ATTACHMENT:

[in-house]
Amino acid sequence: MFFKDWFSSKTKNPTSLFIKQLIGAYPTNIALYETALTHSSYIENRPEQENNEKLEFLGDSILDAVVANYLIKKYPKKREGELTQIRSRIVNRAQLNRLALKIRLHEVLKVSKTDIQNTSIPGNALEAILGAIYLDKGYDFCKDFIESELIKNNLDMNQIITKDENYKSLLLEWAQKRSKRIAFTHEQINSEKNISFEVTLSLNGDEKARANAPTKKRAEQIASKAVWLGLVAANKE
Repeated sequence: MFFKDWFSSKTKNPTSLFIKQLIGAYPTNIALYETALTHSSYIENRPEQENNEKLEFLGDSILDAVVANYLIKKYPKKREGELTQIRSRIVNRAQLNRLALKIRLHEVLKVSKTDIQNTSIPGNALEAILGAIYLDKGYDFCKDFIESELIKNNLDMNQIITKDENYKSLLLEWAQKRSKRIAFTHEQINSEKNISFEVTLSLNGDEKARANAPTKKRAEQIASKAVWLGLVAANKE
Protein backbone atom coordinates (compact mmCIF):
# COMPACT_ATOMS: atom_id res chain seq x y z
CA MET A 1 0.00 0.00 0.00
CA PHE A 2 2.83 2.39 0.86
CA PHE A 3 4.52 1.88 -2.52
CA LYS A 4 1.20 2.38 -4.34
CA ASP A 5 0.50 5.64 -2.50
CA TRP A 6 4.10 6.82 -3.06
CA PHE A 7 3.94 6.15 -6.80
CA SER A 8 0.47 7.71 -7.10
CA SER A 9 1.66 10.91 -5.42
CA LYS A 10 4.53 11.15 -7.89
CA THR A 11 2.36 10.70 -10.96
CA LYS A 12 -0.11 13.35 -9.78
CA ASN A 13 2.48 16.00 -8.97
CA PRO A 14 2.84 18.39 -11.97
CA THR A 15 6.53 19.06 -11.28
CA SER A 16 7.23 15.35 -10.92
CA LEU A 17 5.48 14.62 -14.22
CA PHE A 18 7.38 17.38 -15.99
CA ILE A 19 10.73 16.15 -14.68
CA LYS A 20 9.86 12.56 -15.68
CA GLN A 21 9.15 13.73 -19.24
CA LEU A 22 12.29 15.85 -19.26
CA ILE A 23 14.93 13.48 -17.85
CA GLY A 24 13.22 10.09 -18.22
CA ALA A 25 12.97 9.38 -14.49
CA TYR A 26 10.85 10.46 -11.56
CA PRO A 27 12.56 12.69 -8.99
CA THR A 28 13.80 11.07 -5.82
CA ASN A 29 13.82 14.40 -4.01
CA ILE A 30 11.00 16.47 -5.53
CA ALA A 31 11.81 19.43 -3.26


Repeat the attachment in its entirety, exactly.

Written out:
[in-house]
Amino acid sequence: MFFKDWFSSKTKNPTSLFIKQLIGAYPTNIALYETALTHSSYIENRPEQENNEKLEFLGDSILDAVVANYLIKKYPKKREGELTQIRSRIVNRAQLNRLALKIRLHEVLKVSKTDIQNTSIPGNALEAILGAIYLDKGYDFCKDFIESELIKNNLDMNQIITKDENYKSLLLEWAQKRSKRIAFTHEQINSEKNISFEVTLSLNGDEKARANAPTKKRAEQIASKAVWLGLVAANKE
Repeated sequence: MFFKDWFSSKTKNPTSLFIKQLIGAYPTNIALYETALTHSSYIENRPEQENNEKLEFLGDSILDAVVANYLIKKYPKKREGELTQIRSRIVNRAQLNRLALKIRLHEVLKVSKTDIQNTSIPGNALEAILGAIYLDKGYDFCKDFIESELIKNNLDMNQIITKDENYKSLLLEWAQKRSKRIAFTHEQINSEKNISFEVTLSLNGDEKARANAPTKKRAEQIASKAVWLGLVAANKE
Protein backbone atom coordinates (compact mmCIF):
# COMPACT_ATOMS: atom_id res chain seq x y z
CA MET A 1 0.00 0.00 0.00
CA PHE A 2 2.83 2.39 0.86
CA PHE A 3 4.52 1.88 -2.52
CA LYS A 4 1.20 2.38 -4.34
CA ASP A 5 0.50 5.64 -2.50
CA TRP A 6 4.10 6.82 -3.06
CA PHE A 7 3.94 6.15 -6.80
CA SER A 8 0.47 7.71 -7.10
CA SER A 9 1.66 10.91 -5.42
CA LYS A 10 4.53 11.15 -7.89
CA THR A 11 2.36 10.70 -10.96
CA LYS A 12 -0.11 13.35 -9.78
CA ASN A 13 2.48 16.00 -8.97
CA PRO A 14 2.84 18.39 -11.97
CA THR A 15 6.53 19.06 -11.28
CA SER A 16 7.23 15.35 -10.92
CA LEU A 17 5.48 14.62 -14.22
CA PHE A 18 7.38 17.38 -15.99
CA ILE A 19 10.73 16.15 -14.68
CA LYS A 20 9.86 12.56 -15.68
CA GLN A 21 9.15 13.73 -19.24
CA LEU A 22 12.29 15.85 -19.26
CA ILE A 23 14.93 13.48 -17.85
CA GLY A 24 13.22 10.09 -18.22
CA ALA A 25 12.97 9.38 -14.49
CA TYR A 26 10.85 10.46 -11.56
CA PRO A 27 12.56 12.69 -8.99
CA THR A 28 13.80 11.07 -5.82
CA ASN A 29 13.82 14.40 -4.01
CA ILE A 30 11.00 16.47 -5.53
CA ALA A 31 11.81 19.43 -3.26